AdegaMae is a modern facility that uses cutting-edge technology combined with traditional wine production methods to produce award winning wines.
Tasting the Wines
At a recent wine event sponsored by AdegaMae I had the good fortune to taste the wines “created” by Mendes and Lopes. The winemakers creatively blend grapes with science, technology, and incredible palates to create splendid and memorable wines.
1. Pinta Negra 2014 (White). Fernao Pire and Arinto Grapes. Vinho Regional Lisboa Classification. Mechanical harvesting, light pressing, cold settling, fermentation in stainless steel vats at controlled temperature (14-15 degrees C). Kept in stainless steel tanks for 4 months.
• Light golden hue trending to clear to the eye. To the nose a delicious aroma of ripe yellow apples, yellow raisins and just a hint of grass and grapefruit…even a suggestion of cantaloupe. Delicate and refreshing on the tongue, there are soft and slightly sour suggestions of tangy oranges producing a citrus finish. There is a refreshing acidity that pairs well with egg salad with avocado, a light cheese soufflé and steamed shrimp.
2. Dory (White). Fernao Pires, Arinto, Viosinho and Viognier Grapes. Vinho Regional (IGP Lisboa). Lightly pressed, decanted at low-temperature, fermented at 13-15 degrees C for 15 days, then batonnage on fine lees for 4 months.
• Golden honey to the eye blending to clearly white. To the nose – white flowers (think daisies and wild flowers), light citrus – especially lemons and grapefruit with minerality and hints of salty air. Slight acidity and sourness on the tongue leading to a lively and delicious finish. Pair with asparagus and chicken salad, sushi and cold steamed shrimp.
3. Viosinho 2014 (White). Considered “Gran Cru” – made from vines planted in the section of vineyards with the most limestone in the soil. Viosinho grape.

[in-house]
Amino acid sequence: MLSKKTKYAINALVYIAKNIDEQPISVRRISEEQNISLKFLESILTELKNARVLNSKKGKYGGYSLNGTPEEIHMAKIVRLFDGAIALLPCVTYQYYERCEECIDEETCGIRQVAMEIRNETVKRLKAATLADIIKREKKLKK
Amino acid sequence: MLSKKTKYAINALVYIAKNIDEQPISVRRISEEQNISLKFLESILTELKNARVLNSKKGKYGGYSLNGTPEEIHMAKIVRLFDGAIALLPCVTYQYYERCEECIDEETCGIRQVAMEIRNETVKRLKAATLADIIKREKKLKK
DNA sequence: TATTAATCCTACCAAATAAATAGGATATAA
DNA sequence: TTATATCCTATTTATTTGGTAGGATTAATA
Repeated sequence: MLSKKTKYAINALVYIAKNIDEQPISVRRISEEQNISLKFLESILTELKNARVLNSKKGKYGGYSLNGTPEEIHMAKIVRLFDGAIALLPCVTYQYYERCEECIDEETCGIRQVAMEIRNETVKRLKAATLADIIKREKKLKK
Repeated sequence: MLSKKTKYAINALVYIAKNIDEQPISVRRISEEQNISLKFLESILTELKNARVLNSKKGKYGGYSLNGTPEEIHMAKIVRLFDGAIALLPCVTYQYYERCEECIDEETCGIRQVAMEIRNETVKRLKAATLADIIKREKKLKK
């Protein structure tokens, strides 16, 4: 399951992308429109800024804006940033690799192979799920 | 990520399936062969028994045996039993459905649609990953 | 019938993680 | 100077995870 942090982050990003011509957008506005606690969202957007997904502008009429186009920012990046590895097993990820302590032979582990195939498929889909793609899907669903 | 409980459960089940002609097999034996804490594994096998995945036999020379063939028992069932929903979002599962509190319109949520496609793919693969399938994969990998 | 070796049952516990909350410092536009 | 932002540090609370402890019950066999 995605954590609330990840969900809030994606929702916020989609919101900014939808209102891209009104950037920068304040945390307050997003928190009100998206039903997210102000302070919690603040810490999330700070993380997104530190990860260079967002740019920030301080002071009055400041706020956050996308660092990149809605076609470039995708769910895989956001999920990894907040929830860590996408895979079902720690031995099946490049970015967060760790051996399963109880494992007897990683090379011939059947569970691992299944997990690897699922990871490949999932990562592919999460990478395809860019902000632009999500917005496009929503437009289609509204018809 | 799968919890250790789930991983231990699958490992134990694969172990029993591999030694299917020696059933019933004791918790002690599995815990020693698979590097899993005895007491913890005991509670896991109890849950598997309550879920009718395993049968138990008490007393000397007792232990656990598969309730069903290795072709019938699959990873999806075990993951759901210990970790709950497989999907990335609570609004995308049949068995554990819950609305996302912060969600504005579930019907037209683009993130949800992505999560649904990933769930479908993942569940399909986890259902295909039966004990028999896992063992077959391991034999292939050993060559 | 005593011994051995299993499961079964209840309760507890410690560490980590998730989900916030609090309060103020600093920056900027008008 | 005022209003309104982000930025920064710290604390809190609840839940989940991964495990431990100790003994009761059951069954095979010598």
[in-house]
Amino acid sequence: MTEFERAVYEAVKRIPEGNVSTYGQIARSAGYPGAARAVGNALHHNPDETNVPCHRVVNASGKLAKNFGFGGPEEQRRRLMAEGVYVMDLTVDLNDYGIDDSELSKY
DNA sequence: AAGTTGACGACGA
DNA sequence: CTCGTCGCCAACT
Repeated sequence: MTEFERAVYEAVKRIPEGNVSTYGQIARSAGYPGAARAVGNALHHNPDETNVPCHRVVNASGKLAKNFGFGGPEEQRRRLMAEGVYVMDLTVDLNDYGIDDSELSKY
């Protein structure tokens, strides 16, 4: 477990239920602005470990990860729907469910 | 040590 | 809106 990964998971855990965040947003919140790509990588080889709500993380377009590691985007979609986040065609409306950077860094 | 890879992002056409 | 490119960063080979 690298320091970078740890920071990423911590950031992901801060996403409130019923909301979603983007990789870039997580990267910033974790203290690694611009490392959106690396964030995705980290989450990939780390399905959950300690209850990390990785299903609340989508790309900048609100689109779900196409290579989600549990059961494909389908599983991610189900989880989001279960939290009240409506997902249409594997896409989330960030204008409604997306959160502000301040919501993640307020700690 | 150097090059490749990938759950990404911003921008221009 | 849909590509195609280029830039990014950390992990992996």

• Very clear trending to an ashy blonde to the eye. Very subtle aroma to the nose suggesting yellow flowers – perhaps a rose. To the palate – bits of green grass and citrus combined with light summer blossoms freshly picked. Slight acidity creates a salty and intriguing finish. Pair with goat cheese salad and walnuts, steamed cod, sushi.
4. Dory Reserva 2014 (White). Viosinho, Chardonnay, Alvarinho and Arinto Grapes. Vihno Regional (IGP Lisboa). Destemmed, lightly pressed, cold settled, fermentation in 400 L French and American oak barrels. Batonnage for 8 months. Decant 30 minutes before serving.
Pale blonde to the eye. To the nose, hints of grass and grapefruit, suggestions of vegetables and earth combined with salty sea air. The palate finds soft acidity and gravel, fresh green apples, grapefruit, lemon and star fruit. A complex but clear and clean finish with a great desire for yet another sip. Pair with soft cheese or roasted cod.
5. Dory Reserva (Red). Touriga Nacional, Cabernet Sauvignon, Syrah. Barrel matured. Cork closed.
To the eye – deep ruby red. To the nose – red ripe cherries, woods and trees and forest soil; earthy richness that is deeply intense. To the palate deeply flavorful, spicy and fruit-forward; intense ripe cherries, strawberries –even plums. Strongly tannic and obviously wood aged. The complexity of the tastes lingers long and clean and deliciously on the tongue. Pair with roast beef and turkey.
Now is the appropriate time to explore the deliciousness that can be discovered in the AdegaMae wines from Portugal. For additional information, click here.
This copyright article may not be reproduced without written permission from the author.